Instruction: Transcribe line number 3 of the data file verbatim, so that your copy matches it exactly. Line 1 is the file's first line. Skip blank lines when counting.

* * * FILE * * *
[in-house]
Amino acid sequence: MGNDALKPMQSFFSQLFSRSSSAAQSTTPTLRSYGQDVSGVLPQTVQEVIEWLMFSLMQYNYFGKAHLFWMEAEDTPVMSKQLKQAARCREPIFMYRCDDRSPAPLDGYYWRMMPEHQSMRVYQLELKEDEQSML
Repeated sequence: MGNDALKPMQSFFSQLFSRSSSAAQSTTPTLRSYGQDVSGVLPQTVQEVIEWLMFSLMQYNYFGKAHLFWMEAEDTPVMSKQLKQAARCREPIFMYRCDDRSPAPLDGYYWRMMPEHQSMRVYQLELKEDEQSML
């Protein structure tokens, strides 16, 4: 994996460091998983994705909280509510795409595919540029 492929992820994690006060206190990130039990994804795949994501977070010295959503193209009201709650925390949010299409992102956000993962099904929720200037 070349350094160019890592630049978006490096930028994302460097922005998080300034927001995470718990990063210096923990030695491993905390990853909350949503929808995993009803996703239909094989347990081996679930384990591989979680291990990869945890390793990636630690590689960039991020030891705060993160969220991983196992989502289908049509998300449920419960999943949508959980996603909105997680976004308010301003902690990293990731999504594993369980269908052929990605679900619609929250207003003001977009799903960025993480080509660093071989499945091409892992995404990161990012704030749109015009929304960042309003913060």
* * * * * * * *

Repeated sequence: MGNDALKPMQSFFSQLFSRSSSAAQSTTPTLRSYGQDVSGVLPQTVQEVIEWLMFSLMQYNYFGKAHLFWMEAEDTPVMSKQLKQAARCREPIFMYRCDDRSPAPLDGYYWRMMPEHQSMRVYQLELKEDEQSML